This inevitable film version of Mamma Mia!, the Broadway sensation that spawned the jukebox subgenre currently taking over the Great White Way, plays about as well as a compendium of music videos set to ABBA songs should. That is to say, not very well at all. It’s flashy and peppy to be sure. However – in the words of Gertrude Stein – there is no there there.
The movie runs 108 minutes long, looks and feels so airy that it seems far shorter; and is over, done with and forgotten by the time the lights come up. The material works well on stage, where the concept of a loose narrative conjoining the ABBA catalog functions as a sort of super-sized best hits extravaganza. On film, the dramatic deficiencies become more pronounced as one quickly tires of director Phyllida Lloyd’s steadfast attempts to disguise them behind an ever emptier, manically photographed spectacle.
The story functions as little more than a stopgap between elaborate musical numbers. Sophie (Amanda Seyfried) – about to be married on the Greek island on which she and her mother Donna (Meryl Streep) run a hotel – sends letters to the three men who mom’s diary suggests could be her unknown father, inviting each to the wedding. Sam (Pierce Brosnan), Bill (Stellan Skarsgård) and Harry (Colin Firth) – one-dimensional stereotypes all – arrive and the stage is set for Sophie to learn the truth about her biological past.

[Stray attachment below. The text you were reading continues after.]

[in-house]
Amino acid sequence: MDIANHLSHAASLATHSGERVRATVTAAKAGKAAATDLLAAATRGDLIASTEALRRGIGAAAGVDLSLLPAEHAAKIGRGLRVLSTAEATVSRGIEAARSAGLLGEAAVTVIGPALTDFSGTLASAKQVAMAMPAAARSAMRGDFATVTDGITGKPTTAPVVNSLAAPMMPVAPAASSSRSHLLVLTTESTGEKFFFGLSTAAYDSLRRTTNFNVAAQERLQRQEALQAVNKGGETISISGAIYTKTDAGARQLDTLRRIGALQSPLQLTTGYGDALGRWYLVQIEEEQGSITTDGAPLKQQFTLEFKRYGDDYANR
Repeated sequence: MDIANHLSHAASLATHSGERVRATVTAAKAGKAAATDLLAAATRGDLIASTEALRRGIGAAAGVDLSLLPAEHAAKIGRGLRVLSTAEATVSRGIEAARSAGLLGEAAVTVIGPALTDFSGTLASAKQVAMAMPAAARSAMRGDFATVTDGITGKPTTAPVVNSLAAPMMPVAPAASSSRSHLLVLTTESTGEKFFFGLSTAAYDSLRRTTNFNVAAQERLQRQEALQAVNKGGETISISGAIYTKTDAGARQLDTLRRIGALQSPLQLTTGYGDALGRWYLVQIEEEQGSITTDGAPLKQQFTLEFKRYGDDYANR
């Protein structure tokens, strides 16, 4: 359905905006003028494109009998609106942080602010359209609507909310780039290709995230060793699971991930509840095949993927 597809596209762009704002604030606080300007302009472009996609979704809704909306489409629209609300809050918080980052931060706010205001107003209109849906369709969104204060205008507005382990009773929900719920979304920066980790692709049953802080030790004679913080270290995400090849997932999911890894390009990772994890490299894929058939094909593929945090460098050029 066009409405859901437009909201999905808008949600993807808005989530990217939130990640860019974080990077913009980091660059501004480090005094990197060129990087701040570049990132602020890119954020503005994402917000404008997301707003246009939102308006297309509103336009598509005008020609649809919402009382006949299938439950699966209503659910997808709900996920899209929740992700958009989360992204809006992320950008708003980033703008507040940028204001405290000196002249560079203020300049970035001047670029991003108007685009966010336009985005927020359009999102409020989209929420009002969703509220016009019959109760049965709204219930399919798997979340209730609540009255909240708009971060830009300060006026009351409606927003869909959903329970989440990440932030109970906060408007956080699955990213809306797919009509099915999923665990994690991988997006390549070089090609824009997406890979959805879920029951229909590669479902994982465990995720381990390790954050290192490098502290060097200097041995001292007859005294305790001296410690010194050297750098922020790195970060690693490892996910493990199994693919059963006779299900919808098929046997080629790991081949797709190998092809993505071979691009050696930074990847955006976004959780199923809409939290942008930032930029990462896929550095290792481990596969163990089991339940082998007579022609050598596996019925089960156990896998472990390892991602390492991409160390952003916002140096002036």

Lloyd, who also directed the stage version, lavishes this halfhearted comedy of errors with nowhere near the loving care she brings to the performances of “Dancing Queen,” “Take a Chance on Me” and other standards. She never seems clear on the proper mode for filming conversations, operating either in close-up or long shot while her camera constantly moves. Fortunately, the musical sequences, choreographed by Anthony Van Laast – who filled the same role for the stage version – unfold with the sort of energetic abandon sorely missing from the rest of the production. Borrowing the beach party aesthetic, they’re filled with fit, gyrating choruses that support the actors as they leap, dance and parade all over the set.
The filmmaker cuts gleefully while her camera pans and glides across the marauding figures and tracks Streep as she merrily prances across the set. The gorgeous location, with the hotel’s sea blue interiors perfectly matching the endless clear water vistas, makes it so the film practically serves as a commercial for the Greek islands’ tourism bureau. Yet, despite the spirited musical numbers, picturesque scenery and Streep’s full throttle performance an essential fact remains: Movies just don’t get much more persistently vapid than this, even within the musical genre.
© 2008 Robert Levin. All rights reserved.
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